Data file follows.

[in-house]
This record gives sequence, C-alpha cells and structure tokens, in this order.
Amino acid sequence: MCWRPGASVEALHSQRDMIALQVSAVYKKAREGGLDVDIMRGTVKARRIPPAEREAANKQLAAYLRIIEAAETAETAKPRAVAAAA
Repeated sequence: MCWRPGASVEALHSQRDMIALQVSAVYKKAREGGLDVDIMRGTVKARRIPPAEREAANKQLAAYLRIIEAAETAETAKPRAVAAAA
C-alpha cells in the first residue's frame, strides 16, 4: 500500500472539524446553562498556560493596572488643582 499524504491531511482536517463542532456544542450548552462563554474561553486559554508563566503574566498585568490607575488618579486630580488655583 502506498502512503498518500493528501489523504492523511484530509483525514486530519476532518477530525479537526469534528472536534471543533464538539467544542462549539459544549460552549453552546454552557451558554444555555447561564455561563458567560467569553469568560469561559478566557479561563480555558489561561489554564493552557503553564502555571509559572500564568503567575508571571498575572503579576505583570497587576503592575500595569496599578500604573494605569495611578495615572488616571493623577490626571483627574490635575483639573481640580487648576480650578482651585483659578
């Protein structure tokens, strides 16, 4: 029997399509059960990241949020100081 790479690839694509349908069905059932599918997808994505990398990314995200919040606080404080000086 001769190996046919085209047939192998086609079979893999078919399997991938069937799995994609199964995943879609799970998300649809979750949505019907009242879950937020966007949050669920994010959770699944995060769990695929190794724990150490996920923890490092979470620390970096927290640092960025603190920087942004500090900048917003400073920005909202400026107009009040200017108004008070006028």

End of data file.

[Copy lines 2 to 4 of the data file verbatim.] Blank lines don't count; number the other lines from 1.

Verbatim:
This record gives sequence, C-alpha cells and structure tokens, in this order.
Amino acid sequence: MCWRPGASVEALHSQRDMIALQVSAVYKKAREGGLDVDIMRGTVKARRIPPAEREAANKQLAAYLRIIEAAETAETAKPRAVAAAA
Repeated sequence: MCWRPGASVEALHSQRDMIALQVSAVYKKAREGGLDVDIMRGTVKARRIPPAEREAANKQLAAYLRIIEAAETAETAKPRAVAAAA